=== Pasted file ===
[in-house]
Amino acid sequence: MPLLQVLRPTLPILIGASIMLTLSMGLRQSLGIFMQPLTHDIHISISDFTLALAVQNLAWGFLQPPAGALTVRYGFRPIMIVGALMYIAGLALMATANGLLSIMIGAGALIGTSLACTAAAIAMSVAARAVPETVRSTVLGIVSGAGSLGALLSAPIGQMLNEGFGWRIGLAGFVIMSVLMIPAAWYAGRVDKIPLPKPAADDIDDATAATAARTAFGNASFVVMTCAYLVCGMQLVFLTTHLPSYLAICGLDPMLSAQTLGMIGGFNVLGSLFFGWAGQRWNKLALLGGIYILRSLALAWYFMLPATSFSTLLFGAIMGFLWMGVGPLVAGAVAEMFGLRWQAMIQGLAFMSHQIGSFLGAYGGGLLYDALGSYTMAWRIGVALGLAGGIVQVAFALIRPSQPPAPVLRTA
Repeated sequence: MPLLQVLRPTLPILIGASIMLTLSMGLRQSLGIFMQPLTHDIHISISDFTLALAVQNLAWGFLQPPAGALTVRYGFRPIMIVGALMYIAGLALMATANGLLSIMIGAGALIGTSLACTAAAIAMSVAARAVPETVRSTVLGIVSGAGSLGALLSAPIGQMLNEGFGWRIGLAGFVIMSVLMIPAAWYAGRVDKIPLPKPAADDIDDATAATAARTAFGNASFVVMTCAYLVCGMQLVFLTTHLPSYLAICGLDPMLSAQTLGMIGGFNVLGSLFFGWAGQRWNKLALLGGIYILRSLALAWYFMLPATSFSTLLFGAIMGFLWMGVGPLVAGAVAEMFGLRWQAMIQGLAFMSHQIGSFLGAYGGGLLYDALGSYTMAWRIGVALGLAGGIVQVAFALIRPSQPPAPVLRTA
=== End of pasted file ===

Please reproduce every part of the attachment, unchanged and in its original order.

[in-house]
Amino acid sequence: MPLLQVLRPTLPILIGASIMLTLSMGLRQSLGIFMQPLTHDIHISISDFTLALAVQNLAWGFLQPPAGALTVRYGFRPIMIVGALMYIAGLALMATANGLLSIMIGAGALIGTSLACTAAAIAMSVAARAVPETVRSTVLGIVSGAGSLGALLSAPIGQMLNEGFGWRIGLAGFVIMSVLMIPAAWYAGRVDKIPLPKPAADDIDDATAATAARTAFGNASFVVMTCAYLVCGMQLVFLTTHLPSYLAICGLDPMLSAQTLGMIGGFNVLGSLFFGWAGQRWNKLALLGGIYILRSLALAWYFMLPATSFSTLLFGAIMGFLWMGVGPLVAGAVAEMFGLRWQAMIQGLAFMSHQIGSFLGAYGGGLLYDALGSYTMAWRIGVALGLAGGIVQVAFALIRPSQPPAPVLRTA
Repeated sequence: MPLLQVLRPTLPILIGASIMLTLSMGLRQSLGIFMQPLTHDIHISISDFTLALAVQNLAWGFLQPPAGALTVRYGFRPIMIVGALMYIAGLALMATANGLLSIMIGAGALIGTSLACTAAAIAMSVAARAVPETVRSTVLGIVSGAGSLGALLSAPIGQMLNEGFGWRIGLAGFVIMSVLMIPAAWYAGRVDKIPLPKPAADDIDDATAATAARTAFGNASFVVMTCAYLVCGMQLVFLTTHLPSYLAICGLDPMLSAQTLGMIGGFNVLGSLFFGWAGQRWNKLALLGGIYILRSLALAWYFMLPATSFSTLLFGAIMGFLWMGVGPLVAGAVAEMFGLRWQAMIQGLAFMSHQIGSFLGAYGGGLLYDALGSYTMAWRIGVALGLAGGIVQVAFALIRPSQPPAPVLRTA